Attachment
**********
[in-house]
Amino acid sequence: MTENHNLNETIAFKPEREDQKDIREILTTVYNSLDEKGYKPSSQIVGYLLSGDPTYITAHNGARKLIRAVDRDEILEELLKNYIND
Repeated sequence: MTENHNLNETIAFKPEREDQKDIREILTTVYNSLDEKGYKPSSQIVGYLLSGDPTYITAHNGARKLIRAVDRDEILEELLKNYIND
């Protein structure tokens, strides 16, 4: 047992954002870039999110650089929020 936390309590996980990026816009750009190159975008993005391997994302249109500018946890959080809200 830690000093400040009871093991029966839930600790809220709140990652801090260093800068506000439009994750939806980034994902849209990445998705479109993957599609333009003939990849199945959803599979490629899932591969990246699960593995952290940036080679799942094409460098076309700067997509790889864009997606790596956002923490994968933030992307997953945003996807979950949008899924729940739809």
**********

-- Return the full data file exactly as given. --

[in-house]
Amino acid sequence: MTENHNLNETIAFKPEREDQKDIREILTTVYNSLDEKGYKPSSQIVGYLLSGDPTYITAHNGARKLIRAVDRDEILEELLKNYIND
Repeated sequence: MTENHNLNETIAFKPEREDQKDIREILTTVYNSLDEKGYKPSSQIVGYLLSGDPTYITAHNGARKLIRAVDRDEILEELLKNYIND
């Protein structure tokens, strides 16, 4: 047992954002870039999110650089929020 936390309590996980990026816009750009190159975008993005391997994302249109500018946890959080809200 830690000093400040009871093991029966839930600790809220709140990652801090260093800068506000439009994750939806980034994902849209990445998705479109993957599609333009003939990849199945959803599979490629899932591969990246699960593995952290940036080679799942094409460098076309700067997509790889864009997606790596956002923490994968933030992307997953945003996807979950949008899924729940739809």